3. sledpress says:

    I’ve always had a similar romantic notion about Neanderthalers, though it came from reading the rather pessimistic William Golding novel “The Inheritors.” (He was not complimentary to the Cro-Magnons.) Now I’m straining to see if I resemble the redheaded woman at all. Probably not.

    I’ve never dated any of the guys pictured, but I think the white-shirted fellow is one who’s been on my table a couple of times; he’s a professional chef and meat-cutter and engaged to one of my regular clients. Seriously..

  4. modestypress says:

    Good to hear from you. At the moment, I am meditating about the relationship between chickens and dinosaurs. A scientist is considering genetic-modification to backbreed a dinosaur from a chicken. Even if we don’t actually have Neanderthals among us, perhaps we can identify people with some Neanderthal genes and back breed back to the pure thing. Nevertheless, I am wondering why there is nothing in any of the images you have presented showing what a Nean woman might have looked like. I am pretty straight; a Nean man does not make my heart go pitty-pat. Please provide an image.

    • Woo says:

      ah, the close-up pic of the Neanderthal with the fair hair is a woman, from the National Geographic Magazine recently. I think she’s lovely in a robust and outdoorsy kind of way 😉

    • Woo says:

      Goodness. I suspect my English upbringing is causing my knee-jerk reaction of dislike to those pictures of women with guns, even if they are strong and capable women. We simply don’t do guns in the UK, other than a tiny minority of country-based and generally upper-class people who have rifles and shotguns for shooting ‘game’ birds, rabbits or stalking deer – none of which I want any part of.

  5. Now you are touching on interests I have had for years. Yes, they were intensified by Ayla’s adventures. Should you want a half-intelligent pre-reader for your book I am available. 🙂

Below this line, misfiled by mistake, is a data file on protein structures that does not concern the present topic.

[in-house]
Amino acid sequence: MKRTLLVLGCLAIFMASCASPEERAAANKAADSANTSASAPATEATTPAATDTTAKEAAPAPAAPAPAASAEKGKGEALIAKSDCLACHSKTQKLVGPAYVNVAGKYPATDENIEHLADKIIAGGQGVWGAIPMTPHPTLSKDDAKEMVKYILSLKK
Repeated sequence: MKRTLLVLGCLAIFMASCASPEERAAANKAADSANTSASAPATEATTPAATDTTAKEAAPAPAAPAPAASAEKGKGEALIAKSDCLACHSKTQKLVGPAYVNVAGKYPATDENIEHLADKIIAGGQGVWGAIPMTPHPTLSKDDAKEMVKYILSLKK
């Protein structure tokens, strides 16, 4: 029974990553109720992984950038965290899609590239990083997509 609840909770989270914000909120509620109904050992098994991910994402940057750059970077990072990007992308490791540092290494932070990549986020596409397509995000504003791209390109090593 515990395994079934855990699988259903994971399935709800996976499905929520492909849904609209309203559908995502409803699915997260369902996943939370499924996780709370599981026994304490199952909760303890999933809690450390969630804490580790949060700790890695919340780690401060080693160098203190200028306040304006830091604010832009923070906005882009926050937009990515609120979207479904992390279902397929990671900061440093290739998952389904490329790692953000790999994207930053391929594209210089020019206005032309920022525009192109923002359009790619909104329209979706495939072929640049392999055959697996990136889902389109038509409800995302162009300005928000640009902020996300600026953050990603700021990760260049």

6. Actually, they went on to star in Geico commercials.

  7. Joakim Juti says:

    If you are fascinated on Neanderthals, just like I am, this will give you something to think about, or go to YouTube and type “Neanderthal: profile of a super predator”. It is really fascinating.

  8. RichardR says:

    Nice posting, nice white-shirted guy 😉

    About your (still coming? ) novel; don’t bother to explain surviving pockets of Neanderthals. Then it becomes some sort of Bigfoot-thing, which will undermine the intellect of your characters. If I were you I’d set up a story expanding sixty years across or so about a running wild DNA-experiment. Two experiments actually; one in the US, the other in Russia. Two story lines, both with full-Neanderthal individuals and several (older) halfbreds, Maybe add some Denisovans and Red Deer Cave people too.
    Both tales working their way up to an eventual meeting, with social-psychological side-plots such as ‘blending in today’s society’ or not’, merging the nowadays “prepper-trends”, some going to work for NASA to search for habitable nearby planets and some starting a tribe in the Siberian and Alaskian wilderness.

    That would be something I’d like to read.